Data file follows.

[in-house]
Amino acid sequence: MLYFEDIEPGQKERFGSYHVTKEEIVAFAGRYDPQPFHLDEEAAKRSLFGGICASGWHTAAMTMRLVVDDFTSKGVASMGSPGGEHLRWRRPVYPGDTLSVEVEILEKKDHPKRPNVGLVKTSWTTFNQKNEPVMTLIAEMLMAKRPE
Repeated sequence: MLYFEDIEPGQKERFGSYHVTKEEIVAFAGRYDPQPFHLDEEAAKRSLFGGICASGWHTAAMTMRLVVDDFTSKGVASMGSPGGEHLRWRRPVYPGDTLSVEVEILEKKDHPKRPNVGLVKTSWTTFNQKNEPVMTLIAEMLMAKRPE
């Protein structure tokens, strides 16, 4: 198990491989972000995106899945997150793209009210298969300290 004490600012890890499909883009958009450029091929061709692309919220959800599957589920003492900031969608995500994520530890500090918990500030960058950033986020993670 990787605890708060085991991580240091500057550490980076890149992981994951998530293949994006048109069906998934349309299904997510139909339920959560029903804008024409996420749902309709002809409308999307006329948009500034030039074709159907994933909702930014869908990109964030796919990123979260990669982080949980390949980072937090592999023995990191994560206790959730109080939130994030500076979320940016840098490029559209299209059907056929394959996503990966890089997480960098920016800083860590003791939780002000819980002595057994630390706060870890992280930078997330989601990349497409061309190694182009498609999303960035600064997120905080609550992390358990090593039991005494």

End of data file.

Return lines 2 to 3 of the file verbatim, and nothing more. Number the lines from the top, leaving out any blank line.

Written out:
Amino acid sequence: MLYFEDIEPGQKERFGSYHVTKEEIVAFAGRYDPQPFHLDEEAAKRSLFGGICASGWHTAAMTMRLVVDDFTSKGVASMGSPGGEHLRWRRPVYPGDTLSVEVEILEKKDHPKRPNVGLVKTSWTTFNQKNEPVMTLIAEMLMAKRPE
Repeated sequence: MLYFEDIEPGQKERFGSYHVTKEEIVAFAGRYDPQPFHLDEEAAKRSLFGGICASGWHTAAMTMRLVVDDFTSKGVASMGSPGGEHLRWRRPVYPGDTLSVEVEILEKKDHPKRPNVGLVKTSWTTFNQKNEPVMTLIAEMLMAKRPE